The flailing Wild will have a new coach in charge when they try to snap their losing streak.
Dean Evason and assistant Bob Woods were fired Monday after the Wild dropped a season-high seventh consecutive game.
Former Nashville and New Jersey coach John Hynes was tabbed to take over while the franchise is in its worst skid since an eight-game rut Jan. 23-Feb. 13, 2016.
"I am so thankful to have been given the opportunity to work with the Minnesota Wild organization," Evason said via text message, "especially the amazing fan base for the last few years."
President of Hockey Operations Bill Guerin and Hynes will address the media on Tuesday, and Hynes will be behind the bench later that night when the Wild face St. Louis at Xcel Energy Center.
This change comes in an already challenging season for the Wild, who are in a salary-cap bind, but their swoon has still been baffling. They've plunged down the standings despite returning almost the same roster that battled for the top seed in the Central Division last season and totaled 103 points.
Poor starts and leaky defending hurt them early, with a 6-2 blowout by Philadelphia a month ago kicking off a four-game slide. Then their special teams nose-dived while their offensive leaders underperformed, the low point an 8-3 shellacking by Dallas on Nov. 12 that included giving up a franchise-record five power-play goals.
Two games in Sweden were more Wild-like, as was the loss last Friday to Colorado, but a 4-1 clunker at Detroit on Sunday felt like a step back with untimely penalties and a lackluster offense handcuffing the Wild.
Kirill Kaprizov has six goals in 19 games and is on pace to finish well shy of the 40 he registered last season. Matt Boldy has one goal and none in the 10 games he's played since returning from injury. Marcus Johansson also has a single tally, Marcus Foligno two and Frederick Gaudreau zero.
Goalies Filip Gustavsson and Marc-Andre Fleury each have sub-.900 save percentages and Jake Middleton is a minus-9 and combined minus-12 with captain Jared Spurgeon in the six games they've been together since Spurgeon healed from a preseason injury.
The Wild are 5-10-4 to rank 30th in the NHL with the league's worst penalty kill (66.7%), second-highest goals-against average (3.95) and bottom-10 power play (16.2%).
"Obviously disappointed that our season has started this way," Foligno said via text message. "Not fair to our coaches. Dean and Woodsy are great people and did a lot for myself and this team in the years they were here."
Even the Wild's wins have been mostly uncharacteristic of the DNA that the team was supposed to retain after subtracting only one regular in Matt Dumba and adding only veteran Pat Maroon during the offseason, minimal turnover indicative of the team having nearly $15 million of its budget eaten up by the Zach Parise and Ryan Suter buyouts.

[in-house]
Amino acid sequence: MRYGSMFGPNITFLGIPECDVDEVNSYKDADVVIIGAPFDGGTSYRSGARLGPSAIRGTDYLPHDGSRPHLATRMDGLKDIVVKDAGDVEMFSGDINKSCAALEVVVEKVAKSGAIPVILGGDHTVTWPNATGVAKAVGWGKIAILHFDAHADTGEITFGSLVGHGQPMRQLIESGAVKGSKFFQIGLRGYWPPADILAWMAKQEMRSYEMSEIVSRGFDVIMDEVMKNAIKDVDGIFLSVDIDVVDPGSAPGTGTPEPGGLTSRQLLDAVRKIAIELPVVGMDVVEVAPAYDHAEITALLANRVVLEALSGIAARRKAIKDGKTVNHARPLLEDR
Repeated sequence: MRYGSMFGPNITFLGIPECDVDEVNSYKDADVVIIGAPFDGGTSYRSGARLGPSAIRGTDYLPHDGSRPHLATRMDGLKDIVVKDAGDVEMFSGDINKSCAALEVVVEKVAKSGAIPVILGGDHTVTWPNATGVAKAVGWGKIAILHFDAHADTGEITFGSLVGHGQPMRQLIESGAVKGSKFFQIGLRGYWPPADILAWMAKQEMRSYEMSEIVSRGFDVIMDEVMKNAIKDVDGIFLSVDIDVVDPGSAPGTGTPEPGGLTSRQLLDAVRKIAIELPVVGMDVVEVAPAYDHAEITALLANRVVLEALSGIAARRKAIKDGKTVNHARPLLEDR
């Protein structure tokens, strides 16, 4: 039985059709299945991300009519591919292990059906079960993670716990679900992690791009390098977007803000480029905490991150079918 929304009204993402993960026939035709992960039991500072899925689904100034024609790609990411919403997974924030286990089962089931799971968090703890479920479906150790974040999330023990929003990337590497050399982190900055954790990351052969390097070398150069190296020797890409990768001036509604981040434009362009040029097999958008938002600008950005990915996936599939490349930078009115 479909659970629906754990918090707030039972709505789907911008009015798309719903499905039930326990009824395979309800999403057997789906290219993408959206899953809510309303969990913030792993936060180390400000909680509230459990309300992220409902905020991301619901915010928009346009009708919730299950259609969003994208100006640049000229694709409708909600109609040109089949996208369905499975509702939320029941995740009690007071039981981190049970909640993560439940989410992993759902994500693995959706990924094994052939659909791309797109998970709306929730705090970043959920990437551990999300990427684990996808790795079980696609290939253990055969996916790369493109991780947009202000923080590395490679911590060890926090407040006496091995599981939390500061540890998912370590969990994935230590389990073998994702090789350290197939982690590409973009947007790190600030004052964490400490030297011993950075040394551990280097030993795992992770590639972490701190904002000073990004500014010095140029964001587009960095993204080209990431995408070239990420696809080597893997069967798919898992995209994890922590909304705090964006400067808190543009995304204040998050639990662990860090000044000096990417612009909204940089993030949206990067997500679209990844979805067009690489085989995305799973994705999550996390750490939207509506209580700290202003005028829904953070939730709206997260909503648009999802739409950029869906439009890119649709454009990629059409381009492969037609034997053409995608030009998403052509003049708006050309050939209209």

With that asterisk looming over the team, Evason and his staff juggled the lines, tweaked the penalty kill and adjusted the players' on-ice schedule in the search for solutions, but none of those tactics panned out and the frustration was palpable.
After the loss at Detroit, Evason told reporters the "same guys are not pulling their weight."
When asked specifically about Boldy, Evason said, "We'll take accountability, but there's sometimes when a player's gotta step up," before adding, "These guys get paid a lot of money to score goals and to play better, and some guys aren't.
"We'll do what we can do from our end, but there's gotta be some looking in the mirror, as well."
This dip from their offensive leaders is new, especially Kaprizov and Boldy, but the problems with the penalty kill and power play aren't; these are the same issues that led to first-round playoff exits the past two years.
Woods, who had been an assistant since 2017, oversaw the penalty kill and defense.
Darby Hendrickson, in his 14th season with the Wild, and Jason King, who was brought in during the offseason to direct the power play, remain behind the bench.
Evason, who was in the second-to-last season of a three-year contract, leaves after going 147-77-27 through parts of five seasons. Initially hired as an assistant in 2018, he became the team's interim coach after Bruce Boudreau was fired in 2020.
Later that year, Evason was promoted and led the Wild to four consecutive playoff berths but no series wins while implementing an up-tempo, aggressive style that eventually evolved into opportunistic scoring in front of no-nonsense defending.
The Wild were at their best under his direction in 2021-22 when they set franchise records in wins (53), points (113) and goals (305), and Evason finished fourth in voting for the league's best coach after being a Jack Adams Award finalist the previous season.
In Hynes, the Wild are acquiring a coach familiar to Guerin.
Hynes, 48, was behind the bench for Pittsburgh's American Hockey League affiliate while Guerin was a player development coach and assistant general manager for the Penguins. The Warwick, R.I., native went on to coach the Devils for parts of five seasons and then joined the Predators in 2020, going 134-96-18 before he was let go after last season.
He'll be the seventh head coach in Wild history, and this is the second coaching change in the NHL this season.
Edmonton swapped out Jay Woodcroft for Kris Knoblauch earlier this month as the Oilers floundered near the league's basement despite being a Stanley Cup favorite.
Since then, Edmonton has passed the Wild and as grim as the Wild's situation is, they have an opportunity to make their own climb.
The gap between them and the playoff pace in the Western Conference is seven points, and many of the teams the Wild are chasing are coming up on the calendar.
But for a turnaround to happen, the Wild first have to shake off this funk.
"It's on us players to get this back on track," Foligno said.